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Lighter Fluid

Discussion in 'Hardware, Setup & Repair [BG]' started by needmoney, Apr 11, 2006.

  1. I'm hearing good things about Naphtha (lighter fluid) for cleaning purposes. Will it be a good substance to use for cleaning slight rust build ups on the bridge saddles/springs, etc? If so, do I just pour some in a pot and dunk those rusty parts in there for a while?

  2. Jazzin'

    Jazzin' ...Bluesin' and Funkin'

    [​IMG]At the same time.
  3. 62bass


    Apr 3, 2005
    Lighter fluid is a great degreaser and solvent for old wax but will not work for metal corrosion.

    Here in Canada we have a household product called CLR, which is mainly an acid solution, that works for this. You have to be careful though as it can rmove too much metal too. If I used it for bridges and their parts I'd only let it sit in the solution for a minute or less then rinse it off. I've also used a solution someone gave me once for cleaning old silver coins. Just dipped it for a few seconds and rinsed off. It worked well.

    Brasso works nicely too but you have to rub it with a cloth. It's naptha with a fine abrasive powder which actually does the cleaning.That would be fine for large pieces that you can get at but not too handy for springs and small threaded screws. It's the safest one to use though.
  4. Toothpaste works well also to polish-up hardware.

  5. johnvice


    Sep 7, 2004
    I use Zippo lighter fluid (which is Napatha) to clean everything but teh strings on my basses. Try it in a discrete area first to make sure it doesn't damge the finish.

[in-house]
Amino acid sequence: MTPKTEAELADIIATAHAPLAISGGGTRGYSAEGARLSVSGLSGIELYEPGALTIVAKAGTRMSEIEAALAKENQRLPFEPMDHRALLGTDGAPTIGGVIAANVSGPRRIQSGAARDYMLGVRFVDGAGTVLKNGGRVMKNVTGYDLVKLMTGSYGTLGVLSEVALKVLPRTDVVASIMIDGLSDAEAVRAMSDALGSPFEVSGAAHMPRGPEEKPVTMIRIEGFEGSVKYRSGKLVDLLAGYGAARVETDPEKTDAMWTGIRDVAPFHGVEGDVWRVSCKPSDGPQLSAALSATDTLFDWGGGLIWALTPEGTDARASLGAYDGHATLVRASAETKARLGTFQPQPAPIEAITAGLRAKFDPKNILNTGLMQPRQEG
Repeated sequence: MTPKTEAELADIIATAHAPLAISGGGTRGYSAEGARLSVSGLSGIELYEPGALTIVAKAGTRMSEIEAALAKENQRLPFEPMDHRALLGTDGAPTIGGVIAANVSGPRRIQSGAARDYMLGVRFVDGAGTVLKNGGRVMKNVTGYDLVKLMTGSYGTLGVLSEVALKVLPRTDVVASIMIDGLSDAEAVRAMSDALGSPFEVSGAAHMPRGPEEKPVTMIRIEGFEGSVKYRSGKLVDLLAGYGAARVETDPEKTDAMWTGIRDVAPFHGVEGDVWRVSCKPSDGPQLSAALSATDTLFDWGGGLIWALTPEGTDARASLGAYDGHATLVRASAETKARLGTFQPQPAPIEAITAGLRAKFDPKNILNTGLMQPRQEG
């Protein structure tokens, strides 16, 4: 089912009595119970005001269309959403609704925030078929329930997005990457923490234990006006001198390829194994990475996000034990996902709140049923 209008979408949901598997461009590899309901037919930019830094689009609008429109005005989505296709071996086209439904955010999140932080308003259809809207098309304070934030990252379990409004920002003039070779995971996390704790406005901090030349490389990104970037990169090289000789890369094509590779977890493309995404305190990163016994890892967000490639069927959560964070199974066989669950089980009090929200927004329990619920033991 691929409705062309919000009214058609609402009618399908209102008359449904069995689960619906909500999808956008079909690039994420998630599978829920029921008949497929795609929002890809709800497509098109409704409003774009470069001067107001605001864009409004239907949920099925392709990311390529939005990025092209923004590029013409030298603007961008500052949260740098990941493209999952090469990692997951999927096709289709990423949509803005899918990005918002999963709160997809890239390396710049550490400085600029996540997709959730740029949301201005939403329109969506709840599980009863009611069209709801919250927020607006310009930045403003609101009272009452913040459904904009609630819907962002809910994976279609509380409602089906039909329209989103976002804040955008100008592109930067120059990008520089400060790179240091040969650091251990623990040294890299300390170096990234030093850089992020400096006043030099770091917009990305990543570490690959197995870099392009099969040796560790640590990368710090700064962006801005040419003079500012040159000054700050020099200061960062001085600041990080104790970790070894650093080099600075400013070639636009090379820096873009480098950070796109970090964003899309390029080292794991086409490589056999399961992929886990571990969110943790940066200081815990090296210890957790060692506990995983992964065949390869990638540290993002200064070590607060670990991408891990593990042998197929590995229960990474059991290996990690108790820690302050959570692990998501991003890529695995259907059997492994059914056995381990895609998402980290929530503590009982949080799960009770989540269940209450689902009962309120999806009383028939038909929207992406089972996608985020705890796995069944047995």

6. Yeah I'm pretty sure we have CLR in Aus too. By rinse off do you mean with water, or??
  7. Bass


    Nov 10, 2003
    Exactly, rinse well with with water! This will neutralize the acid, and prevent the continued removal of rust and metal.

    I own a gallon (4 litres) of full strength phosphoric acid for cleaning parts (bollts, etc) off an old truck. This would work equally well with bridges, saddles, etc. I mix the acid to about 5 or 10% with water and let the parts soak for a few minutes. (I was surprised at the difficulty I had in convincing industrial chemical suppliers to sell me a jug of acid).

    I bet that most acid solutions would work just as well. For example (I've never tried it) "liquid plumber" would probably do the trick. The length of time the parts soak will be related to the strength of the acid solution.
  8. 62bass


    Apr 3, 2005
    I don't know about Liquid Plumber. I believe it's some form of caustic solution and not an acid. It may clean off corrosion but it's tough to know the strength to use.

    I've made my own CLR using pure muriatic acid from a hardware store, but it's tough to mix in the proper safe strength, and it can be dangerous to fool with. I used to use it to clean an electric kettle. One time I mixed it too strong and it dissolved the bottom. I haven't used it since. I use vinegar for that now.
  9. Minger


    Mar 15, 2004
    Rochester, NY
    I'm not sure if I'd blame them or not - the stuff is dangerous if it gets on you...
  10. Cool, I'll have to pick up some CLR tomorrow. Will I need to mix the CLR with anything else or just pour some straight into a container for the parts to sit in (for about a minute). Also will I need to brush the corrosion off with say a wire brush or something similiar or will it just come right off in the CLR?
  11. sd77ds


    Jan 3, 2006
    Ok, and what do you do after you have removed the rust? I have an Ibanez ATK500, with some stains of rust on the bridge and i fear that if i remove the rust i will have darker (metal without finish) spots on the bridge that will be even uglier than rust... How to correct that?
  12. 62bass


    Apr 3, 2005
    I'd start by mixing it with an equal amount of cold water in a plastic container. Submerge the parts and keep an eye on them to see what's happening. If it's strong enough you should see improvement in a minute or so. You shouldn't need to brush it.

    Be careful with the stuff. It is an acid so protect your eyes and keep it off your skin.
  13. 62bass


    Apr 3, 2005
    If the plating has corroded through there's not much you can do other than get get the part replated, which can be expensive.

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